3 OCTOBER 1914, Page 21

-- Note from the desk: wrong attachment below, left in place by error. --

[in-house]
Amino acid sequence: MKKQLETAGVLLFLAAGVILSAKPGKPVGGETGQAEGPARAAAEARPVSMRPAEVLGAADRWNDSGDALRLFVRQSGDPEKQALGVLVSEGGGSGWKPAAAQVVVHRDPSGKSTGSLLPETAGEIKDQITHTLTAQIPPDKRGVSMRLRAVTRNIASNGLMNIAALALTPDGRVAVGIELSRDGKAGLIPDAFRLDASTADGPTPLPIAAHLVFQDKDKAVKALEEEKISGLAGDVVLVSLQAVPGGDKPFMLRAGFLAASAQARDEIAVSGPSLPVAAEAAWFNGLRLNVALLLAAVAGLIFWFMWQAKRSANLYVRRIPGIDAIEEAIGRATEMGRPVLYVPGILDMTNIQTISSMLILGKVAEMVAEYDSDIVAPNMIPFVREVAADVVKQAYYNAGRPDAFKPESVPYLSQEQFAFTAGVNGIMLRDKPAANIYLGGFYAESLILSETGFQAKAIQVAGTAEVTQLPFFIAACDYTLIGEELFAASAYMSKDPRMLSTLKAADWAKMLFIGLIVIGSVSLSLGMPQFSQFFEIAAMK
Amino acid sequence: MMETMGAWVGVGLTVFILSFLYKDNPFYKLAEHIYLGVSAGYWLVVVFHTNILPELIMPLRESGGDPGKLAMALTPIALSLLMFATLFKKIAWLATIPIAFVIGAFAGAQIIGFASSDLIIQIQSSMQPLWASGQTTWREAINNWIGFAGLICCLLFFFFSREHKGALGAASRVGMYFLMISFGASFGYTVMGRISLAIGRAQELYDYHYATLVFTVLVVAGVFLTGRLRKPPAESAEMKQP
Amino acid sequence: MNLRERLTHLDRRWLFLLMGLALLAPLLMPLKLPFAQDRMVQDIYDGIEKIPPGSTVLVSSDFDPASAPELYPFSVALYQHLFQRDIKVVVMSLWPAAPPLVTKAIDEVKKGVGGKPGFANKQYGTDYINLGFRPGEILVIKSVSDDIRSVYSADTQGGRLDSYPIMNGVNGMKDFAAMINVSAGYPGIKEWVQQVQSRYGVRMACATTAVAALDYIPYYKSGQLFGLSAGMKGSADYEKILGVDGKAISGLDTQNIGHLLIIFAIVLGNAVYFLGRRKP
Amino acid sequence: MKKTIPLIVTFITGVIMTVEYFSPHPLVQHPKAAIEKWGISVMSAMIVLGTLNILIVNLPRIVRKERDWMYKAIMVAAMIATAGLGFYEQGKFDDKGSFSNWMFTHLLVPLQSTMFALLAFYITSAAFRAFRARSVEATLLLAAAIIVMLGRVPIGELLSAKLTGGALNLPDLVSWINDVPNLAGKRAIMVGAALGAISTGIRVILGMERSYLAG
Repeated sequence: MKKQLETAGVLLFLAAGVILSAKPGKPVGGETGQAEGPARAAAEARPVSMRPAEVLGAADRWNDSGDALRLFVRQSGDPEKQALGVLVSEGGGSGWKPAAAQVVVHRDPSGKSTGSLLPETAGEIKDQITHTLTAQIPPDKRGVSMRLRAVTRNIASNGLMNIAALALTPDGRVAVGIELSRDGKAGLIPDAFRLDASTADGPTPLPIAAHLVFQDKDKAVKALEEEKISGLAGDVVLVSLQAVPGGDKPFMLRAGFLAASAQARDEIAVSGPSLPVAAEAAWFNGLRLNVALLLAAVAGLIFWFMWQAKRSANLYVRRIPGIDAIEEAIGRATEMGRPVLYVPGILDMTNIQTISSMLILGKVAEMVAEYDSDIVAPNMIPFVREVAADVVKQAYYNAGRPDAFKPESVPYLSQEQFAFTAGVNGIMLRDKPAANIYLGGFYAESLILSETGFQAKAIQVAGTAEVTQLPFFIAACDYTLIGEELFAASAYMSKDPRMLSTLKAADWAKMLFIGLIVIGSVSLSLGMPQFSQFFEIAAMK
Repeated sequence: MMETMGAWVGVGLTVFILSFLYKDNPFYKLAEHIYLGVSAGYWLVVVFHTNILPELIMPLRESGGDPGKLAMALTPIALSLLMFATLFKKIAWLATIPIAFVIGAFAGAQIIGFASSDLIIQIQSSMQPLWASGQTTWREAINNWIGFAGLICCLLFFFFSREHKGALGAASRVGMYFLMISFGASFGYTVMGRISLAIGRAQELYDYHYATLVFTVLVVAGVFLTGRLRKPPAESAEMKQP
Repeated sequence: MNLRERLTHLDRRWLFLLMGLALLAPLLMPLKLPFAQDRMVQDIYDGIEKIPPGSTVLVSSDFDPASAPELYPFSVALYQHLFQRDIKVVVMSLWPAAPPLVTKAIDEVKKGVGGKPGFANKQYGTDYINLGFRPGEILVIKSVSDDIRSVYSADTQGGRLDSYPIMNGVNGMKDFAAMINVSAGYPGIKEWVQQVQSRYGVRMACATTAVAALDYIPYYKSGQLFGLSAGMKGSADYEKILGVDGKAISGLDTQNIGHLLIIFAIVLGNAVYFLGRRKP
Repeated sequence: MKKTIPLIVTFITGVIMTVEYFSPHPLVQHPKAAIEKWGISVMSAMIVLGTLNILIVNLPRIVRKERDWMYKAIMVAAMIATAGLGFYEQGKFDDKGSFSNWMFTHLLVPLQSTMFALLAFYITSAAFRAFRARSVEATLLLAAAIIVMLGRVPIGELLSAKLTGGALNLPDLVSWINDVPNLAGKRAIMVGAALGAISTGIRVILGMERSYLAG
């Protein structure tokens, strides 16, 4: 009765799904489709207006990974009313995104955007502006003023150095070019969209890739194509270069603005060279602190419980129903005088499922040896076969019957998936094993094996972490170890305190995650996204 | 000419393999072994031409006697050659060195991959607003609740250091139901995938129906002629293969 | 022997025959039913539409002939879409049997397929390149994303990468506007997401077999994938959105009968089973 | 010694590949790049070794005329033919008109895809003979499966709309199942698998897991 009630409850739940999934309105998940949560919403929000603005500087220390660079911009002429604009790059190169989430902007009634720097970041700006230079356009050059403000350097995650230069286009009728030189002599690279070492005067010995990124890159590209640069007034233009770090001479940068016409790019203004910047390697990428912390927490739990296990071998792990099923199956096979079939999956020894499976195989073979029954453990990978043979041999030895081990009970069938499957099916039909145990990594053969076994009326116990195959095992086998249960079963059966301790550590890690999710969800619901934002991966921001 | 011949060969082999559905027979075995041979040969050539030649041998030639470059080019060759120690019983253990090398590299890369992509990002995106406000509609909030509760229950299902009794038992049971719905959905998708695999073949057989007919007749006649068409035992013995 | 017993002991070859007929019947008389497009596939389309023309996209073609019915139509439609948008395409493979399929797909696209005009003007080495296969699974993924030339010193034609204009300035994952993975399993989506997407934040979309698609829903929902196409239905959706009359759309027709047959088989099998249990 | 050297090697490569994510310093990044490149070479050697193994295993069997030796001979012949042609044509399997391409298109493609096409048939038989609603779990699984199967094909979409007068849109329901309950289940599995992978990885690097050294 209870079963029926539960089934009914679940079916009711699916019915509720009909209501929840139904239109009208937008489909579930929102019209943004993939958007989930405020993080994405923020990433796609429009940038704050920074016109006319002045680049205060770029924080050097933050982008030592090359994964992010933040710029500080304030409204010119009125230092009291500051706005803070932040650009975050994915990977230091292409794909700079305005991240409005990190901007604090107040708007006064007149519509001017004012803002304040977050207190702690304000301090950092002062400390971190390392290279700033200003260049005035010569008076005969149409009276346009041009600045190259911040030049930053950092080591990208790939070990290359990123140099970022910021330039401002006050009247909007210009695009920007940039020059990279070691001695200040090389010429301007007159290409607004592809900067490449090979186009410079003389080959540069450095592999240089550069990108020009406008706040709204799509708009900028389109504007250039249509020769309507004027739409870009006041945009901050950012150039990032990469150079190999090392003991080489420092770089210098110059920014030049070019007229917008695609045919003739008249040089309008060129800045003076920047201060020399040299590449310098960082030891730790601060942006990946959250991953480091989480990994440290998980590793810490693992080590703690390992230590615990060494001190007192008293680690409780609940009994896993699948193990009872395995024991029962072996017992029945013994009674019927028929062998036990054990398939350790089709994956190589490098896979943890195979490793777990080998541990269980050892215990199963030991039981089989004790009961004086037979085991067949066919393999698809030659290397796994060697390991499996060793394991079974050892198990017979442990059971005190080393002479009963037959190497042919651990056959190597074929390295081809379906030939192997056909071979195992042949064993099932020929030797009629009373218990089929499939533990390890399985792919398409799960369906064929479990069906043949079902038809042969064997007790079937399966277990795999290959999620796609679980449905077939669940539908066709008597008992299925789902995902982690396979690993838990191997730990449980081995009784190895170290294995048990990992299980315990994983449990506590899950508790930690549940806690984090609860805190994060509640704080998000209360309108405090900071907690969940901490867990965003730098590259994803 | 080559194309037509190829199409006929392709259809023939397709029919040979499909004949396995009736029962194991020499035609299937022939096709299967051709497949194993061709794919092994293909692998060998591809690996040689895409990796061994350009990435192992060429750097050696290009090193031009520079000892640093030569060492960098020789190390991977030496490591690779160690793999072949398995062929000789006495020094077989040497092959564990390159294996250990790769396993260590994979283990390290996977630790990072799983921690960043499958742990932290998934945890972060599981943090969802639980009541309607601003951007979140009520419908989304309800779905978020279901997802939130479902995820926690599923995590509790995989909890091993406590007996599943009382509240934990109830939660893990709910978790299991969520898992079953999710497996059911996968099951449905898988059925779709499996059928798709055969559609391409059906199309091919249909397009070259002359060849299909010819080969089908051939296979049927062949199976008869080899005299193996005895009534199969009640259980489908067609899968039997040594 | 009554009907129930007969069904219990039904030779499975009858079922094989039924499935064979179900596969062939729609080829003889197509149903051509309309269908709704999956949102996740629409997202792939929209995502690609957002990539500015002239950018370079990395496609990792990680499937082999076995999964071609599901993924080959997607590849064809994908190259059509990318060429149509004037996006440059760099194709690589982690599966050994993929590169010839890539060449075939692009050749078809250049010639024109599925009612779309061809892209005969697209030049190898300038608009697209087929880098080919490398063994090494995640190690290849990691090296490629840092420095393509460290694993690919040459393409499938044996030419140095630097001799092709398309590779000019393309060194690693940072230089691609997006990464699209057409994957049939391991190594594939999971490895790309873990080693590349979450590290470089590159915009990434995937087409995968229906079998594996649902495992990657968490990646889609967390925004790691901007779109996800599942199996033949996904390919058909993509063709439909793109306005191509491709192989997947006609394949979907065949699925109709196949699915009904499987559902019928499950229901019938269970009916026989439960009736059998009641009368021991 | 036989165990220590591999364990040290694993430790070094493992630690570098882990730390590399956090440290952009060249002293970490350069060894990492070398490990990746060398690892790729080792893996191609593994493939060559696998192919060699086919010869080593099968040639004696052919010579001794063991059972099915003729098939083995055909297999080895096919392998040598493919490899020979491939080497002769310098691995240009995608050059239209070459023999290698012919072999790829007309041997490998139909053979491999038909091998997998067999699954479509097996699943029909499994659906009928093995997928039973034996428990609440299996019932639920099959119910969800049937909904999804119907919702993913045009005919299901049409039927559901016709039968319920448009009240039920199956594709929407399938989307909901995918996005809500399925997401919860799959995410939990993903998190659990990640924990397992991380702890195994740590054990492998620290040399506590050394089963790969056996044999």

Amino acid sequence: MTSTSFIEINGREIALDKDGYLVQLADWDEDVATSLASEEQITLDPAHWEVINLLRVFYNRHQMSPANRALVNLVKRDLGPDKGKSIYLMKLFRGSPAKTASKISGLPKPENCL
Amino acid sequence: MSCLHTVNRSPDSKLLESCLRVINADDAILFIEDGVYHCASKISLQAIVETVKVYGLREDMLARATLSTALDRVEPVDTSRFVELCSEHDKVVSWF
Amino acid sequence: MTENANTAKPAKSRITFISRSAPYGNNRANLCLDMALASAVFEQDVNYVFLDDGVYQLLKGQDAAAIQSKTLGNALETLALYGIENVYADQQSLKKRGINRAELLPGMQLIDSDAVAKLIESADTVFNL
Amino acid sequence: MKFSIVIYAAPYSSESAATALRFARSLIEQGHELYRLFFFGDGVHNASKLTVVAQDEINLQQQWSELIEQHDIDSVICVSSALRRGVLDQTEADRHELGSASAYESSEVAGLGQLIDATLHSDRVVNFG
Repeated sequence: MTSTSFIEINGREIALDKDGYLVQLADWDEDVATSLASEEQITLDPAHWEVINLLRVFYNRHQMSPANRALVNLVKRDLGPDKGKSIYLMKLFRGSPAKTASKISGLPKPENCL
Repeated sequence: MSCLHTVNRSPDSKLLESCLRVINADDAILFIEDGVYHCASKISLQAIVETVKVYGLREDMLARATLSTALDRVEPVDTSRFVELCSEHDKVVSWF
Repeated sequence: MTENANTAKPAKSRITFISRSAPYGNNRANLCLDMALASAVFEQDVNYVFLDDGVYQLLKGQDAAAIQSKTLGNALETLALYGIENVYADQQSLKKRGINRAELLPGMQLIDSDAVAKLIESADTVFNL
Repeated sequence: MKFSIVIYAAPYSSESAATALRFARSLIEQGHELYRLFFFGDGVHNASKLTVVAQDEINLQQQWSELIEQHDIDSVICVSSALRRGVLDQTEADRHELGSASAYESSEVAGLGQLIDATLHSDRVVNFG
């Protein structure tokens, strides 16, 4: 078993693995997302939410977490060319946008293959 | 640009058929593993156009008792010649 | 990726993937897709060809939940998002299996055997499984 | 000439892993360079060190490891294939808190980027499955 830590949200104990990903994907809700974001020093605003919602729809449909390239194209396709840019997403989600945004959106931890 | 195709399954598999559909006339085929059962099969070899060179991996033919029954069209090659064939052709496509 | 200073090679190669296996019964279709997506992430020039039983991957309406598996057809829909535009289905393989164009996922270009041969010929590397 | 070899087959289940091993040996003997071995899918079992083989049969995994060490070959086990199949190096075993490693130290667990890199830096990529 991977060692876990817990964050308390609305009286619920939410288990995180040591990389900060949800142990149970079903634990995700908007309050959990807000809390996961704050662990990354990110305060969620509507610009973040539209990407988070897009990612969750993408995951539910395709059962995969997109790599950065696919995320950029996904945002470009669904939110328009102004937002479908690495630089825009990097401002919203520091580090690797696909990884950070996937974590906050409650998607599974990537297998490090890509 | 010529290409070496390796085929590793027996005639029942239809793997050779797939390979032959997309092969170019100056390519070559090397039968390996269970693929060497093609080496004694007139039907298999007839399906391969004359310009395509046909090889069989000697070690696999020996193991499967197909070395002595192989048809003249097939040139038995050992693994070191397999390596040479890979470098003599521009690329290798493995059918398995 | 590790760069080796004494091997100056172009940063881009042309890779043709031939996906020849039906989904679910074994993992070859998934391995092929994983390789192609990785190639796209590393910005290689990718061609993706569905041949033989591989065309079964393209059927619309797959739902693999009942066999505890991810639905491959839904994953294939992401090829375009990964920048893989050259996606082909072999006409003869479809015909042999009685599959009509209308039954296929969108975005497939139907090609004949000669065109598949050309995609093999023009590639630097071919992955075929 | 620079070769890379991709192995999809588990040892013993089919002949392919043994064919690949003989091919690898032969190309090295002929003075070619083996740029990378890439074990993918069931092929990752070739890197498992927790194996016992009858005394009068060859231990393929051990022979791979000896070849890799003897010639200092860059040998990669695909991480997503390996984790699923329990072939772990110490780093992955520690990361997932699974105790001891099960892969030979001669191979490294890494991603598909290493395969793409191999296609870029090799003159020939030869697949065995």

[To THR EDITOR Or TAM "FirseTAT0s..1 Sin,—As a reader of your paper for many years, I write to say that, in my opinion, the suggestion of the High Sheriff of Surrey to give a bronze badge to be worn by those offering themselves as recruits, but rejected for medical reasons, might not be appreciated by the recipients. I have had con- siderable experience in recruiting since the war began, and have found that when men have been rejected for want of height, lack of chest, weakness of heart or lungs, deficiency of teeth, faulty vision, varicose veins, &c., they are not always desirous to proclaim the fact, which by wearing the proposed badge they most certainly would do. Certainly men offering their services to the country are worthy of all recognition by their fellow-countrymen, but it seems to me the suggestion of the High Sheriff of Surrey is not perhaps the happiest way to show it.—I am, Sir, &c., RECRUITING OFFICER. [Nobody is going to have the badge forced upon him. Those who do not wish it known that they were rejected will not apply for it.—ED. Spectator.]